Friday, October 10, 2008

What should be done?

With the markets, in both US and elsewhere, responding to the series of individual bailout plans and co-ordinated interest rate cuts with even more steeper declines, Paul Krugman feels that the only way forward would appear to be a co-ordinated British type bailout plan.

The British Plan seeks to recapitalize the banks by direct infusion of about 50 bn pounds, in return for Government stake taken through issuance of preferred shares, and providing guarantees for inter-bank lending and banks issuing short and medium term unsecured debt. Until markets stabilise, the Bank of England would continue to conduct auctions to lend sterling for three months and also to lend US dollars for one-week periods against a wider range of collateral. The Bank would also provide at least £200bn under its special liquidity scheme – under which banks can swap illiquid loans for risk-free government securities.

Barry Eichengreen and Richard Baldwin, sums up the recommendations of thirteen economists (full pdf here) commissioned by VoxEU
1. A quick bank recapitalisation with global coordination
2. A guarantee of deposits and/or loans with global coordination
3. Co-ordinated macroeconomic stimulus.

Bradford DeLong calls for immediate and co-ordinated monetary and fiscal expansion with banking sector recapitalizations, and in the long term, policies to make executive compensation incentive-compatible and a more progressive tax system.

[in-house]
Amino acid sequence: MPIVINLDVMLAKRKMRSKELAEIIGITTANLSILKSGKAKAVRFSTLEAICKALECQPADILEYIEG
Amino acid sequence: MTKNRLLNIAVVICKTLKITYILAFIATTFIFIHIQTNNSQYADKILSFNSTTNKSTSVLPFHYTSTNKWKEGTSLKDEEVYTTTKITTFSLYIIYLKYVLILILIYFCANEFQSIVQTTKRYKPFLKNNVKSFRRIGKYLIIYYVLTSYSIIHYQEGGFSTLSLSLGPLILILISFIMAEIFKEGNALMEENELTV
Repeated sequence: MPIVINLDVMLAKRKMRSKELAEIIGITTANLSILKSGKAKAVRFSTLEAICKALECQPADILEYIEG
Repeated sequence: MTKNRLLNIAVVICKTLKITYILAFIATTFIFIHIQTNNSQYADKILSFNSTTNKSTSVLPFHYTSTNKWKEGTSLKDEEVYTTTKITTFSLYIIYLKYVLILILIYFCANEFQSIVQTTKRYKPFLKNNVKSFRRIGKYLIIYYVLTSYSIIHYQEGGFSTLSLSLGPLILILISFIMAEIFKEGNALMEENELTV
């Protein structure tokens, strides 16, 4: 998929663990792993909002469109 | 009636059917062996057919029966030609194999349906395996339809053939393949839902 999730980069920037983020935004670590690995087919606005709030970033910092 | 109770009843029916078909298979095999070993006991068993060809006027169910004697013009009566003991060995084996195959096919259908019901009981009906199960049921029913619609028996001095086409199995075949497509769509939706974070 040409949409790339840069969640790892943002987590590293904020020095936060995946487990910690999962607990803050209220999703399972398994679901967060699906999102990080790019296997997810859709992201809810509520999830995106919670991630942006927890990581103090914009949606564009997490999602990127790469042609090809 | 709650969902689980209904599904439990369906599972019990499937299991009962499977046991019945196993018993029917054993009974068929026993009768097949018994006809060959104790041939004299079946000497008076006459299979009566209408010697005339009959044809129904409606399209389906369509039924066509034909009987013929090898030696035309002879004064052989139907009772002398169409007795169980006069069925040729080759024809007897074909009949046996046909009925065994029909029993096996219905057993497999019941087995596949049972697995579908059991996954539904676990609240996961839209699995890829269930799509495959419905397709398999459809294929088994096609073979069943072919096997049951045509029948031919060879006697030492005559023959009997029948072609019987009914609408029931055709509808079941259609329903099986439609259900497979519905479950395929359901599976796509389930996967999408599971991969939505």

As can be seen, the international finance multiplier makes co-ordinated action pre-requisite for any effort to restore confidence in the global financial markets.

However, Casey Mulligan thinks there is no need to panic and the economy really does not need any saving. since we are only in a "financial crisis" and not an "economic crisis", and the economy is resilient enough to tide out the financial turmoil. The basis for this optimism is that the real economy market equivalent of PE multiple for financial markets, marginal product of capital employed, was at a historic high of 10% (profit per dollar of capital invested) in the first half of 2008, and the third quarter profits reports of the non-financial sector private firms are encouraging.

Laurence Kotlikoff and Perry Mehrling argue that with the US Government assuming the role of a unversal banker and insurer of last resort, the worst may yet be over, and most of the physical and human capital are still intact.

But such optimism may be misplaced given the fact that it does not take much for the real economy to get trapped in a stagnant or low growth and jobless equilibrium. The credit squeeze coupled with the recessionary expectations will surely dry up corporate investments, and lead to postponement of hiring decisions. Consumers, facing a "negative wealth effect" will in all likelihood sharply cut back and even stop spending, and use any fiscal stimulus or tax credits to repay their debts. This will impact demand, which will remain weak, and this in turn further depress investment. We have seen it before in the late nineties and early this decade in Japan. No amount of human and physical capital could prevent the financial crisis becoming an economic crisis!

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